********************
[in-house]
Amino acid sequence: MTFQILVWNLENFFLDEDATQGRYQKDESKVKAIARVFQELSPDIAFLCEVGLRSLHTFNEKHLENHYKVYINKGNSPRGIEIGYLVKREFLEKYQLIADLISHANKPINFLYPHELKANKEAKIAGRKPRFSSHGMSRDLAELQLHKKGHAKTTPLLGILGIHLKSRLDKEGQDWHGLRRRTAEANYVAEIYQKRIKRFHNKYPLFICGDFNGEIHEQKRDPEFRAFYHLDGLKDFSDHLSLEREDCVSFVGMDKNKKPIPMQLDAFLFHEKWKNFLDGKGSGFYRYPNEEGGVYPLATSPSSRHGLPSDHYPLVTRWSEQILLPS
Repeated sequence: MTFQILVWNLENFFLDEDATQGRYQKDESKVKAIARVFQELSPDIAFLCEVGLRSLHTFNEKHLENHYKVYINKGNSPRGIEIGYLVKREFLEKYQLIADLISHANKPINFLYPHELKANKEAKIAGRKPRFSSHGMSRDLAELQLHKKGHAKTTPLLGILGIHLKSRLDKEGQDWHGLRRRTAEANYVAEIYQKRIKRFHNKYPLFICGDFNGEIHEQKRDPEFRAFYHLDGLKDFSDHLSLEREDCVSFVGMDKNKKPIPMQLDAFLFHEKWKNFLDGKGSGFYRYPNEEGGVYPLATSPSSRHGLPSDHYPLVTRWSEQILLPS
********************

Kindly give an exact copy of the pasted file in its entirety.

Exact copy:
[in-house]
Amino acid sequence: MTFQILVWNLENFFLDEDATQGRYQKDESKVKAIARVFQELSPDIAFLCEVGLRSLHTFNEKHLENHYKVYINKGNSPRGIEIGYLVKREFLEKYQLIADLISHANKPINFLYPHELKANKEAKIAGRKPRFSSHGMSRDLAELQLHKKGHAKTTPLLGILGIHLKSRLDKEGQDWHGLRRRTAEANYVAEIYQKRIKRFHNKYPLFICGDFNGEIHEQKRDPEFRAFYHLDGLKDFSDHLSLEREDCVSFVGMDKNKKPIPMQLDAFLFHEKWKNFLDGKGSGFYRYPNEEGGVYPLATSPSSRHGLPSDHYPLVTRWSEQILLPS
Repeated sequence: MTFQILVWNLENFFLDEDATQGRYQKDESKVKAIARVFQELSPDIAFLCEVGLRSLHTFNEKHLENHYKVYINKGNSPRGIEIGYLVKREFLEKYQLIADLISHANKPINFLYPHELKANKEAKIAGRKPRFSSHGMSRDLAELQLHKKGHAKTTPLLGILGIHLKSRLDKEGQDWHGLRRRTAEANYVAEIYQKRIKRFHNKYPLFICGDFNGEIHEQKRDPEFRAFYHLDGLKDFSDHLSLEREDCVSFVGMDKNKKPIPMQLDAFLFHEKWKNFLDGKGSGFYRYPNEEGGVYPLATSPSSRHGLPSDHYPLVTRWSEQILLPS